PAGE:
NEW DELHI: Seeking to ensure minimum flow of waters round-the-year in rivers across India, the Centre is working to have a national framework for implementation and monitoring of e-flows (environmental flows) in all major rivers in the country.
Uninterrupted flow of water in any river is important not only to keep it clean through its natural ecological functions and processes but also to keep it organically alive to support aquatic lives.
“We have been working on guidelines for such national framework, keeping international experts on board under existing India-European Union (EU) water partnership,” Rajiv Ranjan Mishra, director general of the National Mission for Clean Ganga (NMCG), told TOI on Monday.
The India-EU water partnership has already prepared a draft guidance document on the subject. The draft, released by the Union ‘Jal Shakti’ (water resources) minister Gajendra Singh Shekhawat on Monday, aims to develop a mechanism for quantitatively assessing the benefits and impacts of e-flows on socio-economic and river ecosystem services.
Under the plan, detailed studies are currently being carried out in three different hydro-climatic regions as pilot study projects for evolving appropriate methodologies for assessment of e-flows in rivers across the country.
These three regions include Ramganga (perennial Himalayan river), Mahanadi delta (Peninsular river) and Bharatapuzha river (Western Ghats).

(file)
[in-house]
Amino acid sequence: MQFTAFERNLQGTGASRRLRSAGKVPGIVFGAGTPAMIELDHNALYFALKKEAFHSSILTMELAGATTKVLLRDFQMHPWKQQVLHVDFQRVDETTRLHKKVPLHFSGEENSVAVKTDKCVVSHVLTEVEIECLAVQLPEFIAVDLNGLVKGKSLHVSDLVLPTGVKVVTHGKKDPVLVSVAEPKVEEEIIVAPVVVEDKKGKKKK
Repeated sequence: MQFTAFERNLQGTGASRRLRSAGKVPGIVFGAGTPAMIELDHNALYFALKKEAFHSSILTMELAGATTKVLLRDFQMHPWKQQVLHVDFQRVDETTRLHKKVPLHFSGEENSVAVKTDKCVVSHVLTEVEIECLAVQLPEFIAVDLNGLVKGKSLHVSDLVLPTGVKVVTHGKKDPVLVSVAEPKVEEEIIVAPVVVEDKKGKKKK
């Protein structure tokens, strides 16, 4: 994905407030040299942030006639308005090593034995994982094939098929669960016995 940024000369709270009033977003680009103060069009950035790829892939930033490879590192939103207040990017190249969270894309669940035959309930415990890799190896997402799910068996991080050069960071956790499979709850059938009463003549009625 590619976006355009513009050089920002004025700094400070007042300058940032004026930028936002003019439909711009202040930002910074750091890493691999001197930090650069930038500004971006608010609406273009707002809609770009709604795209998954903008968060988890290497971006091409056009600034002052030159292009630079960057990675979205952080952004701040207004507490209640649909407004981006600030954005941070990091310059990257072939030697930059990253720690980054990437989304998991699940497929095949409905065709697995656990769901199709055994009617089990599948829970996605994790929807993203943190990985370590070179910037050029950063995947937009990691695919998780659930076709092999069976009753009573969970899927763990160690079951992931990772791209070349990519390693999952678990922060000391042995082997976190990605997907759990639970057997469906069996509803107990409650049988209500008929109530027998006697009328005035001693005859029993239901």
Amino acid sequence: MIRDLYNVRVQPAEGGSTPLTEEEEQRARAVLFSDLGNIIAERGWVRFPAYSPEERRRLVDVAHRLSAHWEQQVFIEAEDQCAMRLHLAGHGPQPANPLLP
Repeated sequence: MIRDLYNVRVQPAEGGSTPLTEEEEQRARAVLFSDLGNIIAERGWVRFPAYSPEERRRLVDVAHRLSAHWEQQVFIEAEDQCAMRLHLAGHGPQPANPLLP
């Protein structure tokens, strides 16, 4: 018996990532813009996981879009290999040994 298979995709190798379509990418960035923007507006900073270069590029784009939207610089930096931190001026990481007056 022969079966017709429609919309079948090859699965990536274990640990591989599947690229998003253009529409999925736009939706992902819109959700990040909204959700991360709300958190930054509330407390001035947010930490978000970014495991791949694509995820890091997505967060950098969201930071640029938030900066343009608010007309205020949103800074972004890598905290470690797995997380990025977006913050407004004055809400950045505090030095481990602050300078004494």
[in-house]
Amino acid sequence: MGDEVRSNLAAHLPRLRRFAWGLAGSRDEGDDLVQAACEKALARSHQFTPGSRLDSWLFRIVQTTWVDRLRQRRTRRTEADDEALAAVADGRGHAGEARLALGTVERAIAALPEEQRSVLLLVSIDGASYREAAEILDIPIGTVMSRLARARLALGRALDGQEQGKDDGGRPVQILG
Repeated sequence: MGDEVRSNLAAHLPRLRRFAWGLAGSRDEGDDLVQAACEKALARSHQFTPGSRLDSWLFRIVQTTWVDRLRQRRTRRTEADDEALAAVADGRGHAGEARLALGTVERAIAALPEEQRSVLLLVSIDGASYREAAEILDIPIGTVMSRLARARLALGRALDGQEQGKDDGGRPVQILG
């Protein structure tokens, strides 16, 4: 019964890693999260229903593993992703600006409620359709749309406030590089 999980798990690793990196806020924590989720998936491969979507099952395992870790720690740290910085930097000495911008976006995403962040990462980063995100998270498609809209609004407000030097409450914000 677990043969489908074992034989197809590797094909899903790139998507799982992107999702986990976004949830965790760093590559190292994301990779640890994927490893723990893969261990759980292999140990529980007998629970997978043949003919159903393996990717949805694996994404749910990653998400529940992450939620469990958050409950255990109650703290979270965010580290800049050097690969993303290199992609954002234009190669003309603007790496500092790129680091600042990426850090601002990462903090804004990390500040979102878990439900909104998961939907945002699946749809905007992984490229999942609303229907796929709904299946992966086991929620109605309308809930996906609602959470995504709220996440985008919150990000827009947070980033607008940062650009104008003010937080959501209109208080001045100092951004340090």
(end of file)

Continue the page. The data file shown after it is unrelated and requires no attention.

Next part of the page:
“After incorporating the lessons from the pilot e-flows assessment, this guidance will provide a pathway for Indian e-flows fraternity for robust and confident e-flows assessment and their successful implementation in India,” said the draft document.
The efforts for a comprehensive national framework are being made in the backdrop of the government’s decision to ensure e-flow of the river Ganga as part of its ongoing rejuvenation programme.
Under this decision, all existing projects in the upper Ganga basin will have to ensure desired e-flow in the country’s national river by December 15. This compliance deadline applies to hydro-power, irrigation and other major projects in upper reaches of the river in Uttarakhand up to main stem of the river in Unnao district of Uttar Pradesh.
There are 784 dams, 66 barrages, 92 weirs and 45 functional lift schemes located in the river basin with over 75% of them being fall in upper Ganga river basin. Non-adherence to minimum flow by many major dams and barrages currently leaves the river without adequate flow, making it difficult to maintain its natural process of cleaning round the year.